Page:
ST. PETERSBURG, Fla. — We're learning more and more each day about the coronavirus. Now we know from the CDC, most people get it by in-person contact. But we've heard about the virus staying "active" on surfaces, possibly getting you sick.
"The virus survives differently at different temperatures, and in different materials," Dr. Aileen Marty explains.
Marty is an expert on infectious diseases. She says coronavirus can survive on a variety of outdoor surfaces, for example on playground equipment, the virus could stay active for hours.
"After a few hours if there’s nice UV light, and a there’s plenty of wind, it sort of self-activating the virus," she explained.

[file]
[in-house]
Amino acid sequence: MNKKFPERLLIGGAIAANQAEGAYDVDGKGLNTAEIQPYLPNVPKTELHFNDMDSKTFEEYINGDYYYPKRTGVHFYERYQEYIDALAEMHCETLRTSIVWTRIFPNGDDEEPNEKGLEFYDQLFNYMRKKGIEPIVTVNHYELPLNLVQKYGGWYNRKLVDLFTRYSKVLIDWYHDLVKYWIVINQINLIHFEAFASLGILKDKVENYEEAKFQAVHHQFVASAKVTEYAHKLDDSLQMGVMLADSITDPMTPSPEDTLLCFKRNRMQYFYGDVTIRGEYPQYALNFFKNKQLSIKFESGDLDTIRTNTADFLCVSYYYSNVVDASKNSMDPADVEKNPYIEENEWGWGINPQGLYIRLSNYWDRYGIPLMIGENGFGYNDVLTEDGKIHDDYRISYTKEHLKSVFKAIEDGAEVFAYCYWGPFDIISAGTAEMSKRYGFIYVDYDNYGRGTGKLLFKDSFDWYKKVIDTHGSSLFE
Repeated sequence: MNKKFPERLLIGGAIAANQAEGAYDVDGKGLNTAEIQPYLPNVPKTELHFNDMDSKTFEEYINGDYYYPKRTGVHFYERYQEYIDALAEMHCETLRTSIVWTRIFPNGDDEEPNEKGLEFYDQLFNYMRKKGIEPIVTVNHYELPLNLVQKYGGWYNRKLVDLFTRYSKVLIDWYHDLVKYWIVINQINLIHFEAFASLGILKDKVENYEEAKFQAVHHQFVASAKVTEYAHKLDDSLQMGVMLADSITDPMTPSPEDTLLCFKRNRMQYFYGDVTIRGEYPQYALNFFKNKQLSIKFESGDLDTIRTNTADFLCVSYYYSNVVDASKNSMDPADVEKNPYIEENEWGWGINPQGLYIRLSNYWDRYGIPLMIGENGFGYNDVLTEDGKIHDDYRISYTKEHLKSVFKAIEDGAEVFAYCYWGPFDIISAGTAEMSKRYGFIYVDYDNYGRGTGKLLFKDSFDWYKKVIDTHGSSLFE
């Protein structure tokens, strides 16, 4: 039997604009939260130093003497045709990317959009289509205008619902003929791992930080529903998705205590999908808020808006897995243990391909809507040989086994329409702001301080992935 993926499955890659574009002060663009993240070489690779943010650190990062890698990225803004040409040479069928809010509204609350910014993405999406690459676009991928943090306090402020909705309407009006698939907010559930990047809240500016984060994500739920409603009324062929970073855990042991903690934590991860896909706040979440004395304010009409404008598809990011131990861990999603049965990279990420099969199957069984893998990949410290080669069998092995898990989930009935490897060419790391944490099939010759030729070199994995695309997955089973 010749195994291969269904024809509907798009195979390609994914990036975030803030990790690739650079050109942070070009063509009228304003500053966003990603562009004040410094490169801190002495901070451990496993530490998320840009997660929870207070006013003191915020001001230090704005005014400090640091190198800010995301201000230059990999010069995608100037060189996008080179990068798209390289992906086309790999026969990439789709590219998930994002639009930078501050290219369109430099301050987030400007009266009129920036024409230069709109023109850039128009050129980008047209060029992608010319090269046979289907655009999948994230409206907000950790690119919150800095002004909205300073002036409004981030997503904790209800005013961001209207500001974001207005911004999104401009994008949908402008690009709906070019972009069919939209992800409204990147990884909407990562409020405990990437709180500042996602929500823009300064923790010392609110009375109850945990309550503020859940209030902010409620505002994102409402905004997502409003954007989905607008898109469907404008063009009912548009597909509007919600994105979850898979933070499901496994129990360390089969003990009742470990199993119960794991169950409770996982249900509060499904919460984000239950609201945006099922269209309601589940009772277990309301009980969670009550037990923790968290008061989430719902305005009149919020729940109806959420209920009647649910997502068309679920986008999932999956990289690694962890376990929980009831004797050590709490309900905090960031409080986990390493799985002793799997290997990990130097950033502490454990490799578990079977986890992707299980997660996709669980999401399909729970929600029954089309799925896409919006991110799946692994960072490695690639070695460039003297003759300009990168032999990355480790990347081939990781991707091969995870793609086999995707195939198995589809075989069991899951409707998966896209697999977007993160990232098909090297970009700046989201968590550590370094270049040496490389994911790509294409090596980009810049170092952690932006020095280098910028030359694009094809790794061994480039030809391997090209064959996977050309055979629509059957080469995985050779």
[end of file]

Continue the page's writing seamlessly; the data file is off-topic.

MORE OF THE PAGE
If you head to the beach, Marty says wipe down your equipment like chairs or umbrellas when you get home. Recent studies show coronavirus seems to favor inside environments.
"This virus does well at 74 degrees and 50 percent humidity. Which is how a lot of us like our indoor buildings to be. Which means the virus survives particularly well indoors," she said.
And research shows it also does well on hard surfaces, so keep them clean too.
"Then you can expect it will last on steel, somewhere between a 24-48 hours. If it’s made out of copper, it will last maybe eight hours maybe a day. If you’re talking about cardboard surfaces, that can last up to 24 hours, and if it’s plastic, it can last 48 hours or more," she said.
But at the end of the day, Marty says the best thing you can really do to protect yourself from the virus on surfaces is to wash your hands regularly.
We also asked about clothes, and she says while there's no specific research on SARS2 in fabric, they know a similar virus, SARS1, can live eight to 20 hours on cloth. So, yes, make sure you're washing your clothes after any possible contact as well.
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